Misia Sert and Coco Chanel shared deep affection for each other. Sert comforted Chanel when her lover Arthur Boy Capel died in a car accident. She inspired the designer and introduced her to a glittering circle of artists, writers and musicians. Misia’s salon in Paris attracted such luminaries as Marcel Proust, Claude Monet, Pierre-Auguste Renoir, Odilon Redon, Paul Signac, Claude Debussy, Stéphane Mallarmé, and André Gide. She was a talented pianist, captured by Toulouse-Lautrec at the piano, but she was also a cultural icon and a muse. In this last role, the spirit of Sert returns to the house of Chanel in the form of a new perfume, Misia.
Imagine a vintage silk purse that still holds the aroma of violet bonbons, rose scented lipstick and rice powder. This, in a phrase, is Misia. Tender and romantic, the fragrance settles on skin in a soft powdery layer, and if it suddenly makes you feel like painting your lips a retro crimson and watching The Red Shoes, I wouldn’t be surprised. It’s a perfect vintage vignette fantasy.
Misia is the work of Olivier Polge, as he assumes the in-house perfumer title alongside his father, Jacques Polge. As his first work for the house, it’s both interesting and curious. The interesting part is to observe how Polge uses the classical Chanel ingredients–iris, sandalwood, and rose–to create a composition that feels retro but unsentimental. Misia is composed in bold strokes, opening up with a whirl of violet-rose powder and a hint of raspberry, a natural accompaniment of violet notes, and peppery citrus. The iris is the bridge between the shimmering top and the velvety, cozy drydown. Its cool, “roots under snow” sensation is ideal to lift up the heft of the brown sugar notes of benzoin and the triple cream of sandalwood. Misia is a perfume that blossoms on skin, and it has several distinctive layers and many nuances.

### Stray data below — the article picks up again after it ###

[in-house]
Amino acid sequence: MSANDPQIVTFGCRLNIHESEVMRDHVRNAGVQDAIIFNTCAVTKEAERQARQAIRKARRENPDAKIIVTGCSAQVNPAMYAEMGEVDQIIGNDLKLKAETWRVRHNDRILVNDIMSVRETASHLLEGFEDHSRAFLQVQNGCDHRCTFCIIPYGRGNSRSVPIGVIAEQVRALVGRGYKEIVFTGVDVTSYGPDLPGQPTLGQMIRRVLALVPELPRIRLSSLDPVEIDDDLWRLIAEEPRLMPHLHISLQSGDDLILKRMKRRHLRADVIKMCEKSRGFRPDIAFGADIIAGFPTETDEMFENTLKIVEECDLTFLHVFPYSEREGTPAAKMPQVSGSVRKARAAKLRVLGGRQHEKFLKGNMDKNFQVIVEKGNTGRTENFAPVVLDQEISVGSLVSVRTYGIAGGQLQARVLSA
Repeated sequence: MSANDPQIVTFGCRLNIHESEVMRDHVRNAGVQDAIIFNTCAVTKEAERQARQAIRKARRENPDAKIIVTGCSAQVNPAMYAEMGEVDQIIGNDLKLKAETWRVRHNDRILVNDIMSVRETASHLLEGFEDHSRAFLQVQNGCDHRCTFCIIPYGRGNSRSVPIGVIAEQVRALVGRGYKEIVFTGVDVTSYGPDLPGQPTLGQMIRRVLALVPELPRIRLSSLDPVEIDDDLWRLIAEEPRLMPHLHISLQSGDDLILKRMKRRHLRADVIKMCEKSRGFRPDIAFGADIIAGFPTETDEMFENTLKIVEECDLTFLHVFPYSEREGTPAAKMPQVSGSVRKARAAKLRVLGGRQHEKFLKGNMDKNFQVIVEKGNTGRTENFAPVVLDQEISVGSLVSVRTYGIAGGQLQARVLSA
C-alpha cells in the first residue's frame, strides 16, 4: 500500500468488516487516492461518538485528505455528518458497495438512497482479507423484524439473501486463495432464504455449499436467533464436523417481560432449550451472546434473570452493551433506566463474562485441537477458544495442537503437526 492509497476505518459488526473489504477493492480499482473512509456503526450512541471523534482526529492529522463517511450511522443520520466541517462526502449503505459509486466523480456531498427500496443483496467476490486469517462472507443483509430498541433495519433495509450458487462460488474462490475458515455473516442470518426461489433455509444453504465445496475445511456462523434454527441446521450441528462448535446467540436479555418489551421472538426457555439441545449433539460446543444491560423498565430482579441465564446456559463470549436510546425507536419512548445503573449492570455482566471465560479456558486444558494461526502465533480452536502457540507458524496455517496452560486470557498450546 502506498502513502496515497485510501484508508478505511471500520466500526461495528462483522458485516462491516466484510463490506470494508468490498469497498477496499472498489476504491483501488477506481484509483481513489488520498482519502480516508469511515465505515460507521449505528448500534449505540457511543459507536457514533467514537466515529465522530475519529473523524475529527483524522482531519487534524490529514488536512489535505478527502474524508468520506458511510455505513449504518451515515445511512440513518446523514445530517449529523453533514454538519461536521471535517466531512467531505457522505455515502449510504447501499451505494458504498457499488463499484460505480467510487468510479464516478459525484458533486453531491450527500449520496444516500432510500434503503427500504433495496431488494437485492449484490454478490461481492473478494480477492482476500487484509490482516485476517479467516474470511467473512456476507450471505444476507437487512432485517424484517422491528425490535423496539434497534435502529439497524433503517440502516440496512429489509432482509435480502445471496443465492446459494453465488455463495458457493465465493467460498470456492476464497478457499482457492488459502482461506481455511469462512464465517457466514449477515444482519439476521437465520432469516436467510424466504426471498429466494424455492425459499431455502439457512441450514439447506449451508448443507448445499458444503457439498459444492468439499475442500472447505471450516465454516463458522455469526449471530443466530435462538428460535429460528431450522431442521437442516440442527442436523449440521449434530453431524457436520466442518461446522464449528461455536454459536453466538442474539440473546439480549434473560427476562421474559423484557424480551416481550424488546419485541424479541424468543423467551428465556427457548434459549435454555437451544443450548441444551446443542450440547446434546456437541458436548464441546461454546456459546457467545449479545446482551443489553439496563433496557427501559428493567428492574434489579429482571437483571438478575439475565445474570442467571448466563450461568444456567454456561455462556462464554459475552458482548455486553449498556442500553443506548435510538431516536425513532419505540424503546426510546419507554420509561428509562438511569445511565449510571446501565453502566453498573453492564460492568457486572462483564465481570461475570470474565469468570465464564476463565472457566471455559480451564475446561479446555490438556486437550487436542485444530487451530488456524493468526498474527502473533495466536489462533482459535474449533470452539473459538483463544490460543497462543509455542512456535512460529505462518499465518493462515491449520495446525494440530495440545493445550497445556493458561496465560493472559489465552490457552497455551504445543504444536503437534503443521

The closest perfumes to Misia in spirit are all of the rose-violet compositions like Frédéric Malle Lipstick Rose, L’Artisan Drôle de Rose and Traversée du Bosphore. Misia is much more subtle and faceted than Lipstick Rose, but darker than L’Artisan’s fragrances. There are also hints of Jean Charles Brosseau Ombre Rose and Jean-Paul Gaultier Eau de Parfum, the classic “makeup accord” fragrances. Like all those “cashmere wrap” fragrances, Misia clings to skin and lasts for hours.
The curious aspect of Misia is how un-Chanel it feels. It’s far from the austere elegance of No 22 or self-assured presence of No 19. With all of those layers of tonka bean, sandalwood, rose and iris, occasionally I get fooled into thinking that Misia is a Guerlain. It’s that baroque and luscious. Misia, of course, is a small niche launch, and as such offers more room for experiments, but I hope that Polge’s desire to push the boundaries will infuse the house with new vigor. After all, Jacques Polge made a splash when he created Coco and later Coco Mademoiselle (with François Demachy). Not classically Chanel, but classics nonetheless.
Chanel Misia includes notes of Iris root, Turkish rose, rose from Grasse, violet, tonka bean, benzoin and sandalwood. 75 and 200 ml Eau de Toilette will be available at Chanel boutiques and concessions starting March 2015.
Painting: Misia by Henri de Toulouse-Lautrec, 1897.